An applicant who intends to open a new restaurant in the former McGreevy’s space at 911 Boylston St. outlined their plan during the Sept. 13 meeting of the Neighborhood Association of Back Bay Licensing and Building Use Committee Meeting, which took place virtually.
A name for the new establishment is still being settled on, but it would likely incorporate the “McGreevy’s” moniker in a nod to the previous establishment owned by Dropkick Murphys lead singer, Ken Casey, which closed in August of last year amid financial fallout from the pandemic. But unlike the standard pub food offered by its predecessor, the new McGreevy’s would serve French/British/American fare, with a hamburger expected to cost in $18-22 range, according to chief applicant, Andrew O’Keefe.
O’Keefe would be the establishment’s manager of record and his wife, Jenny, would serve as the assistant manager. Both have had extensive experience in the industry, most recently running two restaurants in Midtown Manhattan. The couple would be opening the new establishment with the financial backing of two investors, said O’Keefe, who added that he and his wife would also be relocating to Boston, perhaps even living above the new restaurant.
Food is expected to account for 75 percent of the new establishment’s income, he said, with the remaining 25 percent coming from the sale of alcohol, although the applicant was reluctant to agree to a requested good-neighbor proviso that alcohol be served at tables only with food.
“It’s going to be expensive,” said O’Keefe, who added that bread would be made in house and meat and fish locally sourced, and they might eventually even add a lobster tank downstairs.
The proposed hours of operation would be 9 a.m. to 2 a.m. daily, except Sunday, said the applicant, because the new establishment plans to offer breakfast, including some Polish dishes not now available in the Back Bay area.
Conrad Armstrong, NABB LBU Committee chair, told the applicant that a restaurant offering breakfast on that part of Boylston Street would fill a void left after the closure of the Pour House in September of last year.
The establishment wouldn’t offer takeout to start, however, said O’Keefe, but that could come later.
Upstairs, the new McGreevy’s would have a capacity of between 85 and 100, said the applicant, with a bar with seating for 10 to 15 patrons on one side, a smaller bar with room for six to 10 patrons on the other, and a few tables in between them.
Downstairs would be a lounge area with around a 40-person capacity, where the applicant hopes to bring live jazz. There would be no TVs on this floor, and food would be served there as well, said the applicant.
NABB chair, Elliott Laffer, advised the applicant they would need to seek a separate entertainment license from the city for this endeavor, and that while Back Bay had once been a popular destination for live music, the community has since “pushed back” against such proposals.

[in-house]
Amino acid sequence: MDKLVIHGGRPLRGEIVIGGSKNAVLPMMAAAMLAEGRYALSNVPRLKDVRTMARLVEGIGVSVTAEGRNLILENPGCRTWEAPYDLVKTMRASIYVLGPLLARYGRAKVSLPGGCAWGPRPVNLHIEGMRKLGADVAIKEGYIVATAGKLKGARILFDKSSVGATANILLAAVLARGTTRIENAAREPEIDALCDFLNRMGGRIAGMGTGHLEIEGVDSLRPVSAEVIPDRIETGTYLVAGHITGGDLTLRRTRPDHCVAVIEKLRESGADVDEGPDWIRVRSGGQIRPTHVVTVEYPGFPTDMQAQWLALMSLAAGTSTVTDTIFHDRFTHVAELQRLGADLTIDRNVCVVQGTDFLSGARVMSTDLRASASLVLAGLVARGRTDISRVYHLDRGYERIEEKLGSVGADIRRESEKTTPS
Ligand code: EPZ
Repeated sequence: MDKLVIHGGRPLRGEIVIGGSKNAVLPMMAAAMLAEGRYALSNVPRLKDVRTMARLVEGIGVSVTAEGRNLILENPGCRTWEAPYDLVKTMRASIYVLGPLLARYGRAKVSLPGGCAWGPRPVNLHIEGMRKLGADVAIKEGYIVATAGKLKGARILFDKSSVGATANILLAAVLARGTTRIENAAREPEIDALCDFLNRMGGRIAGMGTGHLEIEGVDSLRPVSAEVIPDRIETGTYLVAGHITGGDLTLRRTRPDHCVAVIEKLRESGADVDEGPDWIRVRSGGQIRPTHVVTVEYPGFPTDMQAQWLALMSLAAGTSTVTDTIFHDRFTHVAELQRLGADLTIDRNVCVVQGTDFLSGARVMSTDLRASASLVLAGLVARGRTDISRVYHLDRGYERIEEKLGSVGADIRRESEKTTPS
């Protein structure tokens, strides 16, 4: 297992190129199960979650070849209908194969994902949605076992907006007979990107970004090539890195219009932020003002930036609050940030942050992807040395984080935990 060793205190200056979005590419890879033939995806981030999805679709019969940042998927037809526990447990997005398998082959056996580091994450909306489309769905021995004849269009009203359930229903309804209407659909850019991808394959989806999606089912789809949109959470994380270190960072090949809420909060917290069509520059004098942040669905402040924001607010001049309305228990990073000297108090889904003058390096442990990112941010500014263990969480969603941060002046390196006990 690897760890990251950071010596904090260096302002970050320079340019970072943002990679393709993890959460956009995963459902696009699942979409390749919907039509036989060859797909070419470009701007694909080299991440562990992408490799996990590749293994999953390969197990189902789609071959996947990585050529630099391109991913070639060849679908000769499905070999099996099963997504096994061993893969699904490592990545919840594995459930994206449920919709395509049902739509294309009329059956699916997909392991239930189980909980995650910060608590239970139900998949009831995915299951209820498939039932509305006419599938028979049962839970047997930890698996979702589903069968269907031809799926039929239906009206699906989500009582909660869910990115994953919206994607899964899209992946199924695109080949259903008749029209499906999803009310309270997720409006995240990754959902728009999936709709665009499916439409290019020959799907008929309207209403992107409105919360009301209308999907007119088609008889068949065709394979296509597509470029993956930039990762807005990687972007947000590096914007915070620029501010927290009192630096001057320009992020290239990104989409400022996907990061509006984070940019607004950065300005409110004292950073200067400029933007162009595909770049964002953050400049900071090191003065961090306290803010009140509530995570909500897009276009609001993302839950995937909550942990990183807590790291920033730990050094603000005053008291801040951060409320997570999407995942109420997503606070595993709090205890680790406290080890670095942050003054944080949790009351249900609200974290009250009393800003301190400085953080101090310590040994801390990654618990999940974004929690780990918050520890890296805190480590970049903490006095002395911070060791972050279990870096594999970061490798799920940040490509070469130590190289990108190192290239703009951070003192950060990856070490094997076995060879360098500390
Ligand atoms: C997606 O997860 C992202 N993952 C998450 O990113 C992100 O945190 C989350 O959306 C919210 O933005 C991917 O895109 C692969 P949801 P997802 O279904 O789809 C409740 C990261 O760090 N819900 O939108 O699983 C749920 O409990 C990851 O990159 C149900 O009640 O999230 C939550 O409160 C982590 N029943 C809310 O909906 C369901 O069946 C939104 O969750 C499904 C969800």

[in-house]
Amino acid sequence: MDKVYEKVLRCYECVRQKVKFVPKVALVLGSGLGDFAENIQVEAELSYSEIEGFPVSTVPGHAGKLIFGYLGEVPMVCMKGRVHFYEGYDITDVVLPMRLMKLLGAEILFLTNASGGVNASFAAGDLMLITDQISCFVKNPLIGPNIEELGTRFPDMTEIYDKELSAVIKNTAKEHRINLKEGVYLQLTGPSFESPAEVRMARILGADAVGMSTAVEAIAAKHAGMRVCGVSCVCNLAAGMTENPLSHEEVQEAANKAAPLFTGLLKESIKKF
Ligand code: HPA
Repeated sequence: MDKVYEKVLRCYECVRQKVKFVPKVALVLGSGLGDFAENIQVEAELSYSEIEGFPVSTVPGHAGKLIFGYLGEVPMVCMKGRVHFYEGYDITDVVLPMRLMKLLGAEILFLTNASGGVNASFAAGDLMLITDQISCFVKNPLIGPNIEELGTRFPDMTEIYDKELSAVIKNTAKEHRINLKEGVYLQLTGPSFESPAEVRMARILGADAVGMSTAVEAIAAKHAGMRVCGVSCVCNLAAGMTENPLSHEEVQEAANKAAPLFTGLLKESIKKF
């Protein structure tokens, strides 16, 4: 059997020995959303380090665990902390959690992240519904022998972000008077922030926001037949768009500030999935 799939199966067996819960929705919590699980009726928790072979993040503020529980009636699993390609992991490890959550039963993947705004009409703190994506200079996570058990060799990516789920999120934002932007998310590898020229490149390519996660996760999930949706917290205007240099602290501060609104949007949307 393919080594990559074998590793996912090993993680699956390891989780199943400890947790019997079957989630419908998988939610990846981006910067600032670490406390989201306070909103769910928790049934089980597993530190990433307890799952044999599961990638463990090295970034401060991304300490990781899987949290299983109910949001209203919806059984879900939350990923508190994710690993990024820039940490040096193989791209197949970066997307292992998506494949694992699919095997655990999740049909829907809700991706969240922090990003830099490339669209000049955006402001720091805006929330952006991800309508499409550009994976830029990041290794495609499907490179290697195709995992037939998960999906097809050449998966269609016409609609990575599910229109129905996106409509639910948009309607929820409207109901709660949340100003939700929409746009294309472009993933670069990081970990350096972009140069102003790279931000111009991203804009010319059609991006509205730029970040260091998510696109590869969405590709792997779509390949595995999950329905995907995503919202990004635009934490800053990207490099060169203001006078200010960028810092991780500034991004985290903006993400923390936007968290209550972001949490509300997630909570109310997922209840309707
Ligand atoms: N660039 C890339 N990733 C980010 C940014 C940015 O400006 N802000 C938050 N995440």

Trash would be stored in a dumpster in back of the establishment, said the applicant, and its removal would be handled by a commercial trash hauler.
There are currently no plans for outdoor seating at the establishment, said O’Keefe.
In another matter, the applicant, Jason Vuong, operating as VT Partners LLC, detailed a plan to open a bubble-tea shop called Gong Cha in a retail space formerly home to a Dunkin’ (Donuts) at 270 Newbury St.
The proposed hours of operation would be 11 a.m. to 9 p.m. daily, according to the applicant,. Besides bubble tea, the proposed Newbury Street outpost would sell waffles and other food items prepared on site using a hot induction cooker, said the applicant, who also owns and operates the original Gong Cha in Worcester
The new shop would offer countertop seating, including one long counter along the wall, said Vuong, and it would have a small patio in front, where the applicant hopes to add a few tables. But Laffer advised Vuong he would likely have to go to the city’s Board of Appeal to have the patio use changed to reflect the new ownership, as well as to have the conditional use for the patio extended to them.
Trash would go in a dumpster in back, shared with other businesses in the building, and given the modest scope of the proposed operation, the waste generated is expected to be minimal. Still, Armstrong asked the applicant to store trash at the rear of the restaurant until just prior to pickup, if possible.
The applicant said they hope to have the proposed Newbury Street shop up and running by next spring, and that the expected site build-out would be minimal, since the space was formerly a Dunkin’ location.
In both cases, Armstrong told each applicant he would let them know the committee’s determinations on their respective applications, as the votes weren’t open to the public.
Another item regarding the proposed operation of Cafeteria restaurant at 279a Newbury St. under new management was on the meeting agenda, but postponed until the committee’s October meeting at the applicant’s request, according to Armstrong.